Bridge to beyond

New ideas for old infrastructure

Line running from St. Boniface to downtown with Winnipeg’s downtown in background.

Photos Simeon Rusnak

The steel frame of the Arlington Bridge. 

Photos Simeon Rusnak

The Arlington Bridge built to span the CPR yards.

Photos Simeon Rusnak

Abandoned line near Route 90 bridge.

Photos Simeon Rusnak

The abandoned Red River Bridge in North Kildonan, which used to connect the Weston yards with the yards between Raleigh Street & Gateway Avenue.

Photos Simeon Rusnak

Louise Bridge framing a railway line connecting Elmwood and Point Douglas. 

Photos Simeon Rusnak

Details on the train bridge running from St. Boniface to downtown.

Photos Simeon Rusnak

Downtown Winnipeg seen from the top of the Arlington Bridge with the CPR y ards in the foreground.

The Arlington Bridge seen from the Trinity Street railway crossing.

The abandoned line framed by the Route 90 overpass.

Some of the city’s oldest infrastructure is up for renewal, and many are considering big changes to the shape of our city. Aside from their historical value, what possibilities could these old bridges hold for future Winnipeggers? 

The Arlington bridge, built in 1912, spans the CPR Winnipeg yards and connects parts of the West End with the North End. After a series of studies and open houses, the city hopes to come up with a new plan to replace the bridge before it reaches the end of its “useable service life” in 2020. 

That might not have to mean tearing it down, Jino Distasio, director of the Institute of Urban and Inner City Studies at the University of Winnipeg, suggests. 

“If you look at the Jubilee bridge, the BDI bridge as people like to call it, (my) father-in-law says they used to have two lanes of traffic coming at you. Now it’s a wonderful pedestrian bridge,” Distasio says. “We’ve got the old rail bridge at The Forks that is now a pedestrian bridge, we’ve got the one in Wolseley (Omand’s Park). We’ve converted rail bridges and automobile bridges in all kinds of places.”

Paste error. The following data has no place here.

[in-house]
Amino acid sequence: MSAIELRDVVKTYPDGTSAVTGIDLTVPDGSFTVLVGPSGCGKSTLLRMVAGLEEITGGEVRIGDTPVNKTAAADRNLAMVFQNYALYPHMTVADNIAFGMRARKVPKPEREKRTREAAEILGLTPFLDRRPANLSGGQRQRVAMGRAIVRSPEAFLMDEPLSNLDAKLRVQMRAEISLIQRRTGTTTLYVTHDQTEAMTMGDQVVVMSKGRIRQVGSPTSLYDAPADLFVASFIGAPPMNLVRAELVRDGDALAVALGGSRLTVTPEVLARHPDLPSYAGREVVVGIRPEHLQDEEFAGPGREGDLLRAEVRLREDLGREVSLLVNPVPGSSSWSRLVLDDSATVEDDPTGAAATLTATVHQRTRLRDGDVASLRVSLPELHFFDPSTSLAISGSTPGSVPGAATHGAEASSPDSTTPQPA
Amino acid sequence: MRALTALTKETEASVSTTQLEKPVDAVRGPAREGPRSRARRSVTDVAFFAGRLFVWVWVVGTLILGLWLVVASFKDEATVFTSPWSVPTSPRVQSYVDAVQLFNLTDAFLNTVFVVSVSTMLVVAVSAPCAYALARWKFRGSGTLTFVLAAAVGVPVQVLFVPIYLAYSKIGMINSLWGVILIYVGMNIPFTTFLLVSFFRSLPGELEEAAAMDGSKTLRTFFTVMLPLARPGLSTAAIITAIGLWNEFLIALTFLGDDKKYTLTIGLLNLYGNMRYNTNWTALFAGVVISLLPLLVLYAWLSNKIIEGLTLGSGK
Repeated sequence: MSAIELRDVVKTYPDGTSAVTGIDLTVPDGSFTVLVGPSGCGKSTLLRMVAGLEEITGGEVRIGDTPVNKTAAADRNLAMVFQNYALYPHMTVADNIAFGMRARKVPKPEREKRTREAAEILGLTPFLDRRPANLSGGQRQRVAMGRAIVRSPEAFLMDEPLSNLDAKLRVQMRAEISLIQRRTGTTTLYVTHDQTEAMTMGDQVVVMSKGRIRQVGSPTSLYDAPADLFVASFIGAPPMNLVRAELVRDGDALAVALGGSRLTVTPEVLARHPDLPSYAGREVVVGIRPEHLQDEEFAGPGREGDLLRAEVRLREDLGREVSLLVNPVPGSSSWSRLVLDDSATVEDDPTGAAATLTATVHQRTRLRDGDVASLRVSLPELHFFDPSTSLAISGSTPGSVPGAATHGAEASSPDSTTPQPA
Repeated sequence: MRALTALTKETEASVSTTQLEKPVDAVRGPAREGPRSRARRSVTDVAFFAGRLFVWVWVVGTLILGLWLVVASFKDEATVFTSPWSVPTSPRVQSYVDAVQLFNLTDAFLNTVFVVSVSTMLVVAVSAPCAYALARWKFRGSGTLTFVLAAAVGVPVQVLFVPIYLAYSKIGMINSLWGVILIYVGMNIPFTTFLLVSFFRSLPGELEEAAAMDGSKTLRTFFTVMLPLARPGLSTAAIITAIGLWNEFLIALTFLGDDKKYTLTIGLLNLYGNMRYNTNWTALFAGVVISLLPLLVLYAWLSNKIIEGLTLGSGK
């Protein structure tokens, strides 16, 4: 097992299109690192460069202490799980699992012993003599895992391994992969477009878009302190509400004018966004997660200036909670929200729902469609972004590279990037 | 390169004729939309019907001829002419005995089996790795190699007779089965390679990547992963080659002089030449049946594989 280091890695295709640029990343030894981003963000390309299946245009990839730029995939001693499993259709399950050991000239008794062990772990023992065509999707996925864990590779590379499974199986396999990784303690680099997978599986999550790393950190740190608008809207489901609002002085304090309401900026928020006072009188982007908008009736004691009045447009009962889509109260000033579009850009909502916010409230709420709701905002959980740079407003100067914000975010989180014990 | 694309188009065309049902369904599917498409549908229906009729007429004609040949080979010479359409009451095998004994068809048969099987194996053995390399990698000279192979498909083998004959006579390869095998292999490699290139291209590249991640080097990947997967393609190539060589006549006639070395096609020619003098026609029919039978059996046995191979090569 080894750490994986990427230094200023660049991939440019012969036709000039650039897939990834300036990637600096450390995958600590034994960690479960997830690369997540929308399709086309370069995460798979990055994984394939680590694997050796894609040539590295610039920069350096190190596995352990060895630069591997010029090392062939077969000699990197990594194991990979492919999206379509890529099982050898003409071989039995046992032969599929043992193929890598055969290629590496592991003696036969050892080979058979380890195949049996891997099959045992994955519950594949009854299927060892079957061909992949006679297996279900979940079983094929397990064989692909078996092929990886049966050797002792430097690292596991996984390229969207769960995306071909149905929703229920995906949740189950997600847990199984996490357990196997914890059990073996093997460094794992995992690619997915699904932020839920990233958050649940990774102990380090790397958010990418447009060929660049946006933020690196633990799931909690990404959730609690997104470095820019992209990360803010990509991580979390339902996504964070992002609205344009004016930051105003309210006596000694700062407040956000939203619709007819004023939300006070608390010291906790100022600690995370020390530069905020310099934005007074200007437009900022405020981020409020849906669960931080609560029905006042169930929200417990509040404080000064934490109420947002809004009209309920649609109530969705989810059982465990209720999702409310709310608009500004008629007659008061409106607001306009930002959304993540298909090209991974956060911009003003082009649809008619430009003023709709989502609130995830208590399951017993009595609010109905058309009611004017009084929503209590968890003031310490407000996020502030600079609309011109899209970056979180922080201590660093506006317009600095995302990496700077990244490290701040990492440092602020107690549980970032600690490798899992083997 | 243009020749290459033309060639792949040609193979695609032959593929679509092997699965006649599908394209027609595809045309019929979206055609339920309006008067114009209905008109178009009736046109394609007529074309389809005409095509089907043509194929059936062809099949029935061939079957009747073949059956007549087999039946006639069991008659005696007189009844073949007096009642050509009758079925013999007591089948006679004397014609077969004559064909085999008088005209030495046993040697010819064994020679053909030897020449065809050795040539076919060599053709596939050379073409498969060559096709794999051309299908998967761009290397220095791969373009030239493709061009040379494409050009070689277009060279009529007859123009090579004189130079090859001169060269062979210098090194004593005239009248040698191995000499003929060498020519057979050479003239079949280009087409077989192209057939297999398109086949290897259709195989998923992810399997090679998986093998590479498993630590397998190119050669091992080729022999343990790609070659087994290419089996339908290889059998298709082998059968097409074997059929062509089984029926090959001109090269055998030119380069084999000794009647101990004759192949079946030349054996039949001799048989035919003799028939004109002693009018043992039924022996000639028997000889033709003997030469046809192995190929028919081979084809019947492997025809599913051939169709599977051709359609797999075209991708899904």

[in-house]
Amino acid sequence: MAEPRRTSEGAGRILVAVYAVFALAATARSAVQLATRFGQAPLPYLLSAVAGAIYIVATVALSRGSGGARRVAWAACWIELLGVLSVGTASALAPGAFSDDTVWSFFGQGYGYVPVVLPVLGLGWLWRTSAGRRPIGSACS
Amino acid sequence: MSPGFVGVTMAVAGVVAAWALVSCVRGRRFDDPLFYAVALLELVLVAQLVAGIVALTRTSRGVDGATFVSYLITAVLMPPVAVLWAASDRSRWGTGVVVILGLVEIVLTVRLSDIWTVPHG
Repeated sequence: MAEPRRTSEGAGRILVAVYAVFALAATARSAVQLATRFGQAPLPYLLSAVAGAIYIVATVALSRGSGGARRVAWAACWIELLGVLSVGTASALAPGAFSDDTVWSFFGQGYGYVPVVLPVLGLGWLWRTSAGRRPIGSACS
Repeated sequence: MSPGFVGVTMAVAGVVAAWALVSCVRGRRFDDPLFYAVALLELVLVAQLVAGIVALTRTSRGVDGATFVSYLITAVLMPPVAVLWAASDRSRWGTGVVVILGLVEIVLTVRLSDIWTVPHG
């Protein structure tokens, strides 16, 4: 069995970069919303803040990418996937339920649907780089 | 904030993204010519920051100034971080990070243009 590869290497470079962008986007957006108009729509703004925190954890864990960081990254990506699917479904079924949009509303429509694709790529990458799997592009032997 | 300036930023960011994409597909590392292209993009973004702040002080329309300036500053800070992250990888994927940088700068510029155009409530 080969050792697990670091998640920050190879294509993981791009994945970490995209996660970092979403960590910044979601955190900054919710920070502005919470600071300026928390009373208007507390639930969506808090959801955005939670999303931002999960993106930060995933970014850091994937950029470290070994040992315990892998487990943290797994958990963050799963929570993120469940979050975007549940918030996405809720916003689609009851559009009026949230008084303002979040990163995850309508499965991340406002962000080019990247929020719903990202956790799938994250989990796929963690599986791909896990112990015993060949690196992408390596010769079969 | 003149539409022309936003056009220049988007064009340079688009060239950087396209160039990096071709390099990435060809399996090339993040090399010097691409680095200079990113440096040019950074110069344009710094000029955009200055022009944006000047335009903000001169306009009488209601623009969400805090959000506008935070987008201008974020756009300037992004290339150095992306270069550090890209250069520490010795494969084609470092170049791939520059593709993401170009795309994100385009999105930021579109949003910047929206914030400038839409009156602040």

The bridge has undergone many periods of major repairs, and was even cited as being at the end of its life before, in 1967. It took a few major hits in 2000 as well, with a set of train derailments that impacted the bridge’s major supports. It’s a piece of our infrastructure with a “storied history,” Distasio says – including some rumours that it was built to span the Nile River. 

“Maybe there is some reason that we should retain it as part of an urban architecture piece,” Distasio suggests.

The rail yards that flow beneath the bridge and bisect the city are also under consideration by a separate working group, who are studying the possibility of relocating them just outside the city. 

In the early days of rail travel, Winnipeg fought hard to be part of the rail lines, to secure their position as “Gateway to the West.” Within our urban context, long trains can delay commuters, create a lot of noise, and require infrastructure supports like overpasses and underpasses around rail lines. 

Former Winnipeg Centre MP Pat Martin supported moving the rail lines, and replacing industrial lands with greenspace or a new central urban subdivision. Current MP Robert-Falcon Ouellette promised to make securing federal funding to move the rail yards as part of his election platform. But Distasio isn’t entirely sold on the idea of scrapping the yards. 

“I was pleased to hear the task force is not simply stating the position that the objective of the task force is to relocate, it’s to assess relocation,” Distasio says. “What asset does having significant rail in our city bring?” 

The appeal of rail fluctuates with pressures created by the price of oil, Distasio explains. 

“It’s not that long ago that oil was way in the stratosphere and we began to think again more meaningfully about the long-term transition from oil to other sources of transit,” he says. “To have rail lines in our city, at some point, in a post-oil economy, might be seen more as an asset, or an asset lost, if we simply say rail is bad for cities.” 

The old rail bridges, the simple and unchanged shape of train tracks, and the noisy beasts that lumber over them may look more like vestiges from a bygone era than a space of possibility for the future of our city. But perhaps in building a path to the future, we might consider not entirely scrapping the past.

Published in Volume 70, Number 17 of The Uniter (January 28, 2016)

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